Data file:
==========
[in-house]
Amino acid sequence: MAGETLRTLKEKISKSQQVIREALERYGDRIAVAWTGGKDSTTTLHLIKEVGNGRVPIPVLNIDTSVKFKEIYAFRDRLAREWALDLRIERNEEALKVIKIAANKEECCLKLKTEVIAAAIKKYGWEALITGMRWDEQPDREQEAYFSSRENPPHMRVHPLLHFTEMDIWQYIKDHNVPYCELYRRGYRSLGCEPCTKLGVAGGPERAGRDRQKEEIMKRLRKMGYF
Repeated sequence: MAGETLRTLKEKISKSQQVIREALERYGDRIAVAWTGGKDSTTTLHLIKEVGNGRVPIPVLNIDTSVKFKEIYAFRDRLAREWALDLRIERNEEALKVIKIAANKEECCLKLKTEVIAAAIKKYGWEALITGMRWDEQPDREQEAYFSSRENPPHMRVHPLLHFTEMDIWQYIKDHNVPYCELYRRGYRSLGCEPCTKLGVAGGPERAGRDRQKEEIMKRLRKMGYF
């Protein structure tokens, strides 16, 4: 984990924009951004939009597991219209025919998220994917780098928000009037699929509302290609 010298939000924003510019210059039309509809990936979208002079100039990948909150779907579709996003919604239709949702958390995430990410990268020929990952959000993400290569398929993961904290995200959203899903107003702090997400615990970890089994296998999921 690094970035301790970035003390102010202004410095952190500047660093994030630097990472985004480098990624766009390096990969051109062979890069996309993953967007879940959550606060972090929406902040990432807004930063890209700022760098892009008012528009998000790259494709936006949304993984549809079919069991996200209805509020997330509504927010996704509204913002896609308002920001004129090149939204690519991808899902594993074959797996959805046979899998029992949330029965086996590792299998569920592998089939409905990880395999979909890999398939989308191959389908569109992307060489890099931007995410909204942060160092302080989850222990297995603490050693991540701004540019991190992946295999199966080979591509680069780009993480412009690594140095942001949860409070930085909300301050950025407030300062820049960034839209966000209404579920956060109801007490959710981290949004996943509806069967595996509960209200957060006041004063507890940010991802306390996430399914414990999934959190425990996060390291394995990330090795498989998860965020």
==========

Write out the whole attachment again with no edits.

[in-house]
Amino acid sequence: MAGETLRTLKEKISKSQQVIREALERYGDRIAVAWTGGKDSTTTLHLIKEVGNGRVPIPVLNIDTSVKFKEIYAFRDRLAREWALDLRIERNEEALKVIKIAANKEECCLKLKTEVIAAAIKKYGWEALITGMRWDEQPDREQEAYFSSRENPPHMRVHPLLHFTEMDIWQYIKDHNVPYCELYRRGYRSLGCEPCTKLGVAGGPERAGRDRQKEEIMKRLRKMGYF
Repeated sequence: MAGETLRTLKEKISKSQQVIREALERYGDRIAVAWTGGKDSTTTLHLIKEVGNGRVPIPVLNIDTSVKFKEIYAFRDRLAREWALDLRIERNEEALKVIKIAANKEECCLKLKTEVIAAAIKKYGWEALITGMRWDEQPDREQEAYFSSRENPPHMRVHPLLHFTEMDIWQYIKDHNVPYCELYRRGYRSLGCEPCTKLGVAGGPERAGRDRQKEEIMKRLRKMGYF
């Protein structure tokens, strides 16, 4: 984990924009951004939009597991219209025919998220994917780098928000009037699929509302290609 010298939000924003510019210059039309509809990936979208002079100039990948909150779907579709996003919604239709949702958390995430990410990268020929990952959000993400290569398929993961904290995200959203899903107003702090997400615990970890089994296998999921 690094970035301790970035003390102010202004410095952190500047660093994030630097990472985004480098990624766009390096990969051109062979890069996309993953967007879940959550606060972090929406902040990432807004930063890209700022760098892009008012528009998000790259494709936006949304993984549809079919069991996200209805509020997330509504927010996704509204913002896609308002920001004129090149939204690519991808899902594993074959797996959805046979899998029992949330029965086996590792299998569920592998089939409905990880395999979909890999398939989308191959389908569109992307060489890099931007995410909204942060160092302080989850222990297995603490050693991540701004540019991190992946295999199966080979591509680069780009993480412009690594140095942001949860409070930085909300301050950025407030300062820049960034839209966000209404579920956060109801007490959710981290949004996943509806069967595996509960209200957060006041004063507890940010991802306390996430399914414990999934959190425990996060390291394995990330090795498989998860965020």